Thursday, June 27, 2019

Computers achieve autonomy part 2

The recently finished top-tournament Norway Chess Altibox got very mixed reviews to say the least. The local hero, worldchampion Carlsen won as the organizers hoped for but quality and quantity was below the usual standard. Some players didn't hide their intentions to bypass the classical chess immediately for the armageddons. Unfortunately many of those armageddons were poorly played containing many blunders.

If the organizers had the intent to counter the death of draws in chess then they clearly missed the goal. Besides didn't Carlsen prove in the latest months that it is still possible to win against the best players? The cure made things only worse. In correspondence-chess however things look more grim at the highest level. I already wrote about that 4 years ago in computers achieve autonomy part 1 and it only became worse since.
The 30th WC-final is still ongoing but currently the draw-percentage is 93% with 95% of the games played. A change of rules for the wc-finale is needed or it makes no sense to organize it anymore.

However as often we see that changes don't happen despite everybody is aware about the problem. Big changes in history happen mostly only when extreme situations are occurring. Also for most questions history has already a solution but we easily forget. The death of draws is nothing new. Already in 1900 so 120 years ago a solution was defined for the many draws in checkers (on 64 squares). Initially players were forced to play an opening of which the first 2 moves were selected in advance by lottery. Later from 1934 onward this was extended to the first 3 moves. As every opening must be played with both colors, nobody was favored.

This concept also exists for chess. You have the voluntary thematic-tournaments which often are organized specially for a certain festivity like I explained in my article a mini-thematic tournament but nowadays it is best known from computer-chess.  By the way the imposed openings were initially not used in computer-chess to counter the number of draws but rather to get more variety in the games. Definitely old chess-programs had the terrible habit to always play the same line see chesskids but also the brandnew Lc0 does the same see my comment at the bonusfinal from March 2019 between Lc0 and Stockfish.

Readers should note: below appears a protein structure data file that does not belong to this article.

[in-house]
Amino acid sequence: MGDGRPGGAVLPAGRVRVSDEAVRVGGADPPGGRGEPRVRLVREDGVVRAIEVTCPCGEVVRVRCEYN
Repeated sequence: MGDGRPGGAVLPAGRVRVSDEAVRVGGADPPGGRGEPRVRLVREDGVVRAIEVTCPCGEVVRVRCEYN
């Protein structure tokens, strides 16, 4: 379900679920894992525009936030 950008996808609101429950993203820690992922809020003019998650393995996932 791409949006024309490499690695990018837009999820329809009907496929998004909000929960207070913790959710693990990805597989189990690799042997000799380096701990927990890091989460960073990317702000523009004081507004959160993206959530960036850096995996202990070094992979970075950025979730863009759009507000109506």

Only after the superfinal of season 8 in which 89 draws out of 100 played games occurred, people realized that it is not enough to variate openings to get an interesting match. Since then more attention was given to the choice of the openings so we could see more decisive games. This is not something easy to achieve. Some complex openings for humans were easily neutralized by the best engines. On the other hand you don't want to select openings in which the win/ loss is already defined from the start. So one color should not get a too large advantage which makes the other color without a chance.

We also see that it becomes increasingly difficult to select interesting unbalanced openings. Till a couple of years ago it was sufficient just to avoid openings which were tactically refuted. Nowadays we learn by experience that strategically dubious openings often can't be used anymore for a test between the best engines. A nice example of this is what happened with the Grob : 1.g4 in the TCEC super-final of season 12. Both Komodo and Stockfish showed a large advantage for black (-0,9 till -1,46) after already the first white move and both succeeded to convert this advantage into a win.